Reforming the Pension System
Before 1999, Poland’s pension system was incongruent with market economy principles, as it did not sufficiently account for the individual work activity and prudence of the insured in relation to the level of benefits. Under that system, there was no relation between the level of social insurance contributions and the amount of future pension benefits.
Excessive burdening of public finance, along with implementation of pension privileges granted to certain professional groups in the 1970s and 1980s, resulted in the pension system gradually becoming inefficient. If its form had been maintained, it would have led to a breakdown of state finance or a dramatic decrease in the amount of benefits.
Demographic factors were among the main reasons for the pension reform of January 1, 1999. The reform included a series of changes:
1) Cancellation of the early retirement privilege (i.e., before age 60 for women and age 65 for men)
2) Change of the defined benefit system into a defined contribution system
3) Creation of individual accounts for the insured
4) A system based on three pillars (described below)
The work on the reform was based on the following objectives:2
1) The reform has to lead to creation of a system that will function effectively for many generations.
2) The new system has to ensure maximum social security for all citizens;
3) The old system has to be modified in a way that will allow for meeting the obligations it had undertaken in the past.
4) The costs of the reform may not exceed the capacity of the economy, and the costs of transition should be financed with a long-term perspective.
5) The reform has to take into consideration examples of both traditional pension systems as well as modern concepts that account for the changing conditions that affect the functioning of the social insurance system.
The proposed system was supposed to enable achievement of the most important objective, namely to ensure the highest possible level of benefits for future generations, protected against inflation and proportional to previous earnings and, hence, to current contributions.At the same time, it was designed to guarantee
insurance to the present beneficiaries.
The new Polish social insurance system is composed of three related segments, or pillars. Each has different characteristics:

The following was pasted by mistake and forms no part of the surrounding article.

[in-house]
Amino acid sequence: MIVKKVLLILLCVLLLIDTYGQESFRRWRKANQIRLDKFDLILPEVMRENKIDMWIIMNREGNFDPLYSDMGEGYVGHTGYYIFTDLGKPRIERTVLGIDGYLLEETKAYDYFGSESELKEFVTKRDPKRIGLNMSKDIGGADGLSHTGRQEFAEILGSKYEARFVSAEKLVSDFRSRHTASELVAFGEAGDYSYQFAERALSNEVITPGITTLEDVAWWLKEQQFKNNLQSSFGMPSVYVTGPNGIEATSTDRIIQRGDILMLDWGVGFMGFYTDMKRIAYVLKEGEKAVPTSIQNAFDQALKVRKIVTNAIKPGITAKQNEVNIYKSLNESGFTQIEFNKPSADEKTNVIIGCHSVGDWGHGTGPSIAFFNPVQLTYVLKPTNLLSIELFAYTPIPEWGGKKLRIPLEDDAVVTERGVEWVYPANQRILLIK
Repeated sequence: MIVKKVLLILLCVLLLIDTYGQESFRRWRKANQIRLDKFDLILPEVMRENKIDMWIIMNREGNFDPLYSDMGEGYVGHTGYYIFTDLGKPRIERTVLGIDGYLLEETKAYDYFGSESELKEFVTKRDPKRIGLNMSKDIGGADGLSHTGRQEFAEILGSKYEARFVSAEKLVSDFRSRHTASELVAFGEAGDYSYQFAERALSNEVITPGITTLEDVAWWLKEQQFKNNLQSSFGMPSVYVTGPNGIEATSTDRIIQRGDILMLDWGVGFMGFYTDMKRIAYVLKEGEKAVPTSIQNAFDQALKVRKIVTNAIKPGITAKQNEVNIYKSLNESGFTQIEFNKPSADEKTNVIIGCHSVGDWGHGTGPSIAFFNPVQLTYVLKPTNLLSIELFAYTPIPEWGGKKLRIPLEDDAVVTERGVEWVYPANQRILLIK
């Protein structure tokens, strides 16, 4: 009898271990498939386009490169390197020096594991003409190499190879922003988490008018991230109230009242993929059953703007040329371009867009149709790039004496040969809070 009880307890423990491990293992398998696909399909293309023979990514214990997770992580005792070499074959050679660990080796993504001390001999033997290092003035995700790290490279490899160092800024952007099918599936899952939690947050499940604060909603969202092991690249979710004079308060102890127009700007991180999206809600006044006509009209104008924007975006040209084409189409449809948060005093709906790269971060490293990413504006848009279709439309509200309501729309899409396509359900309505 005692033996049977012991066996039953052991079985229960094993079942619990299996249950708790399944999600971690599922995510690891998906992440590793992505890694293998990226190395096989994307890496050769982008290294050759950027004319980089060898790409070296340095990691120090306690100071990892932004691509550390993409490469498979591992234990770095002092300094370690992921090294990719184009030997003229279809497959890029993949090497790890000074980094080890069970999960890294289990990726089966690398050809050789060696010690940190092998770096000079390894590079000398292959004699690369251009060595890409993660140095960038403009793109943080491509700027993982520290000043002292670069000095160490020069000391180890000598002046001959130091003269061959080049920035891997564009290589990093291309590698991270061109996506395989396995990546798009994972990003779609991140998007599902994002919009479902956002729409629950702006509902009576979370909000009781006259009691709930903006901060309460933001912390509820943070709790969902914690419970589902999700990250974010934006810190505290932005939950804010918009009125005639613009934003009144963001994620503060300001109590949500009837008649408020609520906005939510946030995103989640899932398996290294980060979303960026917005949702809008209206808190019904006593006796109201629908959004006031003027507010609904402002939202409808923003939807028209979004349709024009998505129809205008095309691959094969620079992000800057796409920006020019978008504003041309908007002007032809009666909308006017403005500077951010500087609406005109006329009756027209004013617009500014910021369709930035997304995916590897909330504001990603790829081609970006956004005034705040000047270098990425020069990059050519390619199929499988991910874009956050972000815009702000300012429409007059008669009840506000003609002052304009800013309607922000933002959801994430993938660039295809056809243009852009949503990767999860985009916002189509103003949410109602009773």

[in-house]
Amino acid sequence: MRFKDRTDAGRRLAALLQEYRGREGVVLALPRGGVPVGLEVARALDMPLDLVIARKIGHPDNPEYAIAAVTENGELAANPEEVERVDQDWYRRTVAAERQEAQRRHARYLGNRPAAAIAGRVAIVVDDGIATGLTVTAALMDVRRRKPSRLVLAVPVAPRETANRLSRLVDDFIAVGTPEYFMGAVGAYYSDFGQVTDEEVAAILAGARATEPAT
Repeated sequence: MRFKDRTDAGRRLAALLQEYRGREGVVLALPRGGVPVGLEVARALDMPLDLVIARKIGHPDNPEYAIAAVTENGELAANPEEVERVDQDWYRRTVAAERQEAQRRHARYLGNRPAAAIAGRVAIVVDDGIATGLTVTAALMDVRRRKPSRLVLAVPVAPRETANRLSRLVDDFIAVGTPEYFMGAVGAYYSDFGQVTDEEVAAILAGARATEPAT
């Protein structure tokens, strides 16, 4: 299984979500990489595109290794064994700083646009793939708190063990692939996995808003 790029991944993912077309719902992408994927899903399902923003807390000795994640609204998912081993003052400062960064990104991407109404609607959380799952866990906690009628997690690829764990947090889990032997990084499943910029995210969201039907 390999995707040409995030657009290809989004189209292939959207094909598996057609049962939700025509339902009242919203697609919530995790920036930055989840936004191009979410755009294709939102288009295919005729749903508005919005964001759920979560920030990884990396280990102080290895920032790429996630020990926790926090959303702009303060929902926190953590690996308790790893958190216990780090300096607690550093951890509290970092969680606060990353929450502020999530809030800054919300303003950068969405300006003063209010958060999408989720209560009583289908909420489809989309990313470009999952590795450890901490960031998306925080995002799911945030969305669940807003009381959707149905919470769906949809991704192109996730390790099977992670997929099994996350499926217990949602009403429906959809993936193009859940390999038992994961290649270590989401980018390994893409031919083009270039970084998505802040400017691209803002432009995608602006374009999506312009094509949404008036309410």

> First pillar: obligatory, common, based on the pay-as-you-go (PAYG) principle, administered by the state (Social Insurance Institution)
> Second pillar: obligatory, common capital, managed by private entities (open pension funds)
> Third pillar: additional, voluntary capital, managed by private entities (individual retirement accounts and employee pension schemes)
The PAYG principle is implemented under the first pillar, the common insurance system. The resources gathered under this pillar are supposed to act as a guarantee in the case of specific insurance risks, such as the risk of retirement. This is particularly important in the situation of a growing number of beneficiaries and a simultaneous decrease in the number of people contributing to social insurance.
The previous system, in which current pensions were paid with currently received contributions, was replaced by a system in which a part of pension was to be paid by the public institution, the Polish Social Insurance Institution (ZUS), and the second part was to come from contributions transferred to private open pension funds. In 1999, despite the already insufficient amount of resources in ZUS, it was decided that more than one-third of the pension contribution would be transferred from ZUS to open pension funds. Following this decision, 12.2 percent of the pension contribution (amounting to 19.52 percent of the contribution assessment basis) remained in ZUS, while 7.3 percent was transferred to the open pension fund chosen by the insured (in the case of people who were not members of any open pension fund, the entire contribution remained in the pension account in ZUS). At the moment, approximately 14 million people are members of open pension funds.
Transferring part of the contribution to open pension funds resulted in decreased proceeds of the Social Insurance Fund (FUS), which is responsible for paying current benefits. In previous years proceeds from contributions did not cover expenditures for benefits, so it was necessary to increase the financing of FUS from other sources.
As a consequence, it was necessary to secure resources for payment of the current benefits in the state budget. The subsidy from the state budget, which is planned every year, at present amounts to nearly 30 percent of the expenditure necessary for pensions.